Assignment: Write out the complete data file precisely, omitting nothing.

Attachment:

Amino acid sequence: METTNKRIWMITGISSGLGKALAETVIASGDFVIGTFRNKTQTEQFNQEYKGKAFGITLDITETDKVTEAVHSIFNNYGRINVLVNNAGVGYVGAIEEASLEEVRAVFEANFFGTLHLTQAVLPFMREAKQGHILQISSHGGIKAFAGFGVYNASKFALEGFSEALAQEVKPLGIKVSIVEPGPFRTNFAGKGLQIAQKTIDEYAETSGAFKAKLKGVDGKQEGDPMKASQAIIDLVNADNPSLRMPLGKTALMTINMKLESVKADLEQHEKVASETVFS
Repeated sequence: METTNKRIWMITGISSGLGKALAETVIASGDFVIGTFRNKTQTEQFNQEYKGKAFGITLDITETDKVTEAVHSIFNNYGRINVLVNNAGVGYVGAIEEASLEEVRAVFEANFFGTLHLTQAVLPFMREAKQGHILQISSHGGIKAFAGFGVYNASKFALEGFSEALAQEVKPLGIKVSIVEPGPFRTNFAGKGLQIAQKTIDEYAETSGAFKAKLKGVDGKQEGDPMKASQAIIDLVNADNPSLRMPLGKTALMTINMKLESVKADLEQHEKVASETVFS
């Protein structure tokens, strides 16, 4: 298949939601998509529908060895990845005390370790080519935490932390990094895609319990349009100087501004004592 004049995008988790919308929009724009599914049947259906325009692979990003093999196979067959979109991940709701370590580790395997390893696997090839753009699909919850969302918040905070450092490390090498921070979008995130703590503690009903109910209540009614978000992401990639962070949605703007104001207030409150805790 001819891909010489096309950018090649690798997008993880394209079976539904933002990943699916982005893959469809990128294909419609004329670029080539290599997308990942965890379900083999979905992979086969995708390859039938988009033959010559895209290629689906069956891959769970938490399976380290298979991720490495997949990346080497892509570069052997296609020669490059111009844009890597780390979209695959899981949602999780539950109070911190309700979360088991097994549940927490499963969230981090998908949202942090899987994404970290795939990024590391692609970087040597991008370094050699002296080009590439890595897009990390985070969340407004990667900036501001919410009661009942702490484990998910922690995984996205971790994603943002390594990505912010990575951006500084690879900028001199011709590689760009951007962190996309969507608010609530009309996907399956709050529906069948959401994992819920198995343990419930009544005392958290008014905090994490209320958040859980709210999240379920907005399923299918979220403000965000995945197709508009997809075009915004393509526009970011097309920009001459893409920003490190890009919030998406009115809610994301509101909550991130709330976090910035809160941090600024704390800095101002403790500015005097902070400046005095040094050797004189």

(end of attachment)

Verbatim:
Amino acid sequence: METTNKRIWMITGISSGLGKALAETVIASGDFVIGTFRNKTQTEQFNQEYKGKAFGITLDITETDKVTEAVHSIFNNYGRINVLVNNAGVGYVGAIEEASLEEVRAVFEANFFGTLHLTQAVLPFMREAKQGHILQISSHGGIKAFAGFGVYNASKFALEGFSEALAQEVKPLGIKVSIVEPGPFRTNFAGKGLQIAQKTIDEYAETSGAFKAKLKGVDGKQEGDPMKASQAIIDLVNADNPSLRMPLGKTALMTINMKLESVKADLEQHEKVASETVFS
Repeated sequence: METTNKRIWMITGISSGLGKALAETVIASGDFVIGTFRNKTQTEQFNQEYKGKAFGITLDITETDKVTEAVHSIFNNYGRINVLVNNAGVGYVGAIEEASLEEVRAVFEANFFGTLHLTQAVLPFMREAKQGHILQISSHGGIKAFAGFGVYNASKFALEGFSEALAQEVKPLGIKVSIVEPGPFRTNFAGKGLQIAQKTIDEYAETSGAFKAKLKGVDGKQEGDPMKASQAIIDLVNADNPSLRMPLGKTALMTINMKLESVKADLEQHEKVASETVFS
């Protein structure tokens, strides 16, 4: 298949939601998509529908060895990845005390370790080519935490932390990094895609319990349009100087501004004592 004049995008988790919308929009724009599914049947259906325009692979990003093999196979067959979109991940709701370590580790395997390893696997090839753009699909919850969302918040905070450092490390090498921070979008995130703590503690009903109910209540009614978000992401990639962070949605703007104001207030409150805790 001819891909010489096309950018090649690798997008993880394209079976539904933002990943699916982005893959469809990128294909419609004329670029080539290599997308990942965890379900083999979905992979086969995708390859039938988009033959010559895209290629689906069956891959769970938490399976380290298979991720490495997949990346080497892509570069052997296609020669490059111009844009890597780390979209695959899981949602999780539950109070911190309700979360088991097994549940927490499963969230981090998908949202942090899987994404970290795939990024590391692609970087040597991008370094050699002296080009590439890595897009990390985070969340407004990667900036501001919410009661009942702490484990998910922690995984996205971790994603943002390594990505912010990575951006500084690879900028001199011709590689760009951007962190996309969507608010609530009309996907399956709050529906069948959401994992819920198995343990419930009544005392958290008014905090994490209320958040859980709210999240379920907005399923299918979220403000965000995945197709508009997809075009915004393509526009970011097309920009001459893409920003490190890009919030998406009115809610994301509101909550991130709330976090910035809160941090600024704390800095101002403790500015005097902070400046005095040094050797004189």